On show

Woolley, Dawn and Craddock, Joanna (2018) On show. [Show/Exhibition]

Abstract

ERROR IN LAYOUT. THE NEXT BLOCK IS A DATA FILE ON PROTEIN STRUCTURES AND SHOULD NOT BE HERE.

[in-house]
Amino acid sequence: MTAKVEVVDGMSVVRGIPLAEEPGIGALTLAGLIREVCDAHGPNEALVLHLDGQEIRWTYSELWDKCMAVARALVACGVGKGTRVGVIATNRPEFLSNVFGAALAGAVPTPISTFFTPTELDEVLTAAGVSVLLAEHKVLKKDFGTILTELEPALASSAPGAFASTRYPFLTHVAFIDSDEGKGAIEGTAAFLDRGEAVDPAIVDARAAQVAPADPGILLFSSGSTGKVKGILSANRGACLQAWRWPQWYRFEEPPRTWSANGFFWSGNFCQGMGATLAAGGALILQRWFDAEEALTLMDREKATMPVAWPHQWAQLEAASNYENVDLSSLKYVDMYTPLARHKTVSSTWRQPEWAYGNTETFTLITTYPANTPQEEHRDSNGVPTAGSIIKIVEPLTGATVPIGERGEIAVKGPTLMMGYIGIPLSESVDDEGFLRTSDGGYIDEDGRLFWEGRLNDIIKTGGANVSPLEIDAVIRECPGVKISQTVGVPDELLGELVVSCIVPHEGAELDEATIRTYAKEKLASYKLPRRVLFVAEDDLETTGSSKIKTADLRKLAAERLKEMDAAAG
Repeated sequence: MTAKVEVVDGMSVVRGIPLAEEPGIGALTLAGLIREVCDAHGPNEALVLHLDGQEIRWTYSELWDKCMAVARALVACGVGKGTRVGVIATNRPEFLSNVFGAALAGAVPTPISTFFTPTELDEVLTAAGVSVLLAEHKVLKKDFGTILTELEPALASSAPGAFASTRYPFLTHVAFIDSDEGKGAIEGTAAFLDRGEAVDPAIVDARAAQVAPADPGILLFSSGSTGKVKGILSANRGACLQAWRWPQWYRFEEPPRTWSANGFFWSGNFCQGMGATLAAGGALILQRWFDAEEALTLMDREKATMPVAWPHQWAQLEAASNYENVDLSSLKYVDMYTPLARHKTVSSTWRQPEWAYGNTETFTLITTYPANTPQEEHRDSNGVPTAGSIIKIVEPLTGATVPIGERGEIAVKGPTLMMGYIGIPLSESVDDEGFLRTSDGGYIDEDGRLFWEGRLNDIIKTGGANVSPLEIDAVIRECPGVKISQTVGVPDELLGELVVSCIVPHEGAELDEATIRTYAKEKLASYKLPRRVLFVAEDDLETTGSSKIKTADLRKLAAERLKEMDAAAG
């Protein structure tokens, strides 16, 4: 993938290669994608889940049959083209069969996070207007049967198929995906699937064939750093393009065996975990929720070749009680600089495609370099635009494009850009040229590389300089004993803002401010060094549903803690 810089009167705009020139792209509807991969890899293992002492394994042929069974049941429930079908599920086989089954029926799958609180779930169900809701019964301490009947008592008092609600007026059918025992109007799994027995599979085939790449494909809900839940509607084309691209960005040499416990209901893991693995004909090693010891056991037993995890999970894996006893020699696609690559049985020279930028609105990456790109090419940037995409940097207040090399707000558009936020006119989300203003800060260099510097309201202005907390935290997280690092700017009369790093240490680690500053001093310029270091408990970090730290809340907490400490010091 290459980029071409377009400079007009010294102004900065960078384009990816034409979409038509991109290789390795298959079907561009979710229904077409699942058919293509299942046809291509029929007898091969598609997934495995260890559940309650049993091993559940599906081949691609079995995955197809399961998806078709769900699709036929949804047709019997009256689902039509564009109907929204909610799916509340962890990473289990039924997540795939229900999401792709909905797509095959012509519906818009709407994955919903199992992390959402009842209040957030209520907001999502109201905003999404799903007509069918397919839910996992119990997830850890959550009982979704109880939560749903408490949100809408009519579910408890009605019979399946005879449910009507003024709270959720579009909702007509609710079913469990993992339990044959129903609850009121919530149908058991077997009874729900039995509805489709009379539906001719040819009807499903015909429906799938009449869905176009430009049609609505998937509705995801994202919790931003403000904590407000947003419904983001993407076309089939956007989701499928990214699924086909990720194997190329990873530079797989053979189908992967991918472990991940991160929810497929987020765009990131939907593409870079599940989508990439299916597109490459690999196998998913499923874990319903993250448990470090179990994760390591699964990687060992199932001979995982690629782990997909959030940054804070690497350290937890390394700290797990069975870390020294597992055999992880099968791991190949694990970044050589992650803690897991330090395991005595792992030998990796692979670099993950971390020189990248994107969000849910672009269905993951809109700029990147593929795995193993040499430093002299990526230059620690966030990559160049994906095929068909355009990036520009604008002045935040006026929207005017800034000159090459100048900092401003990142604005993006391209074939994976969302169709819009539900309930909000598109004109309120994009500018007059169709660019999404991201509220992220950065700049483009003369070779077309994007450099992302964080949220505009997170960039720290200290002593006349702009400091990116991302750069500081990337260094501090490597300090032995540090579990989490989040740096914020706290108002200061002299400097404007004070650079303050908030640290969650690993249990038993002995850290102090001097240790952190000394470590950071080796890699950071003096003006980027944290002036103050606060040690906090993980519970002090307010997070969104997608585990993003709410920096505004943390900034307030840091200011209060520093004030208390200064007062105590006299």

There is a long history of debates and conflicting opinions in relation to the display of the female body. For example, many world religions require female worshippers to show modesty by covering their hair and body. In the late twentieth century academics in fields such as gender and media studies responded to the campaigns of second wave feminism, developing and debating ideas about the power relationships at play in looking, being seen and the representation of the female body. Contemporary discussions on this topic also consider female visibility through nudity to be a form of empowerment, and way of taking back control over the female body and its representations. However, this idea continues to be fiercely debated. In 1975, Laura Mulvey’s Visual Pleasure and Narrative Cinema, a feminist interpretation of the representation of actresses and actors in Hollywood cinema, was published and continues to be taught widely in art schools. It raises issues of gendered looking and coined the phrase the ‘male gaze’. This influential text seems to be experiencing a resurgence of interest amongst a younger generation of female artists, partly because the ideas resonate with recent changes in technology. Thanks to smart phones with cameras and social networking sites we can self-author our images in selfies, leading to questions about what is being posed, performed, or presented, and for whom? This curator’s choice selection brings together artworks that consider different aspects of looking and self-display. The artworks play with the power relations between the looker and the looked at, disrupting the idea of the passive female object and active male subject. The participating artists are: Naomi Blakeborough, Dr Alison J. Carr, Megan McLatchie, Odjanna Dracock, Sarah Eyre and Dr Dawn Woolley. Curated by Joanna Craddock and Dr Dawn Woolley.

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